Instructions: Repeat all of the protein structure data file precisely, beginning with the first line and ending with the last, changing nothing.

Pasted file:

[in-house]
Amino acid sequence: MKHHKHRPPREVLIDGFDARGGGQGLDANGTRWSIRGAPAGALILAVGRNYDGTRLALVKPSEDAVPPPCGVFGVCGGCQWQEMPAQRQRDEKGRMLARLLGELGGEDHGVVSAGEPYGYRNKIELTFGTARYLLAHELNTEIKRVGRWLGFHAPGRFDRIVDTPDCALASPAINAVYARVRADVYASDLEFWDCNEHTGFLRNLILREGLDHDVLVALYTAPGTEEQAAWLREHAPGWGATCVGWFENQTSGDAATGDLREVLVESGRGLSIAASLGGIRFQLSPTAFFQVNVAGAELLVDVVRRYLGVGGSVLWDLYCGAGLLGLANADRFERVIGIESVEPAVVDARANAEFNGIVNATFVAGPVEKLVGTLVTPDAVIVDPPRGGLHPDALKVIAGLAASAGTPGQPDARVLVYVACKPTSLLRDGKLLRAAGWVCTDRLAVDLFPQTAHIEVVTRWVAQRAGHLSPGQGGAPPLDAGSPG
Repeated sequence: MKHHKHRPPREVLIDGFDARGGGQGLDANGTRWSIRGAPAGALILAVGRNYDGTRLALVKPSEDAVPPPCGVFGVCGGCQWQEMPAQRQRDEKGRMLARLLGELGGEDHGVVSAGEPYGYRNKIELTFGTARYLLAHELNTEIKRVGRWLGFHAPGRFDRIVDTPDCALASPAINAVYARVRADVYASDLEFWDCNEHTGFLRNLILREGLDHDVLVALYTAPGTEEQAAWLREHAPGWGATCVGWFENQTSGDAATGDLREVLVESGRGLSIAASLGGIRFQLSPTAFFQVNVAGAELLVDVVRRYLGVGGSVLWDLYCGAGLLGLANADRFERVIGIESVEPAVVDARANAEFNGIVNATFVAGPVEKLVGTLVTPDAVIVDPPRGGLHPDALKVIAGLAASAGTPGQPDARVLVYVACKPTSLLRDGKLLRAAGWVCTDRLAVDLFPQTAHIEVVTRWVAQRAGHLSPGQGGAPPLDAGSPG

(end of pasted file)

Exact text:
[in-house]
Amino acid sequence: MKHHKHRPPREVLIDGFDARGGGQGLDANGTRWSIRGAPAGALILAVGRNYDGTRLALVKPSEDAVPPPCGVFGVCGGCQWQEMPAQRQRDEKGRMLARLLGELGGEDHGVVSAGEPYGYRNKIELTFGTARYLLAHELNTEIKRVGRWLGFHAPGRFDRIVDTPDCALASPAINAVYARVRADVYASDLEFWDCNEHTGFLRNLILREGLDHDVLVALYTAPGTEEQAAWLREHAPGWGATCVGWFENQTSGDAATGDLREVLVESGRGLSIAASLGGIRFQLSPTAFFQVNVAGAELLVDVVRRYLGVGGSVLWDLYCGAGLLGLANADRFERVIGIESVEPAVVDARANAEFNGIVNATFVAGPVEKLVGTLVTPDAVIVDPPRGGLHPDALKVIAGLAASAGTPGQPDARVLVYVACKPTSLLRDGKLLRAAGWVCTDRLAVDLFPQTAHIEVVTRWVAQRAGHLSPGQGGAPPLDAGSPG
Repeated sequence: MKHHKHRPPREVLIDGFDARGGGQGLDANGTRWSIRGAPAGALILAVGRNYDGTRLALVKPSEDAVPPPCGVFGVCGGCQWQEMPAQRQRDEKGRMLARLLGELGGEDHGVVSAGEPYGYRNKIELTFGTARYLLAHELNTEIKRVGRWLGFHAPGRFDRIVDTPDCALASPAINAVYARVRADVYASDLEFWDCNEHTGFLRNLILREGLDHDVLVALYTAPGTEEQAAWLREHAPGWGATCVGWFENQTSGDAATGDLREVLVESGRGLSIAASLGGIRFQLSPTAFFQVNVAGAELLVDVVRRYLGVGGSVLWDLYCGAGLLGLANADRFERVIGIESVEPAVVDARANAEFNGIVNATFVAGPVEKLVGTLVTPDAVIVDPPRGGLHPDALKVIAGLAASAGTPGQPDARVLVYVACKPTSLLRDGKLLRAAGWVCTDRLAVDLFPQTAHIEVVTRWVAQRAGHLSPGQGGAPPLDAGSPG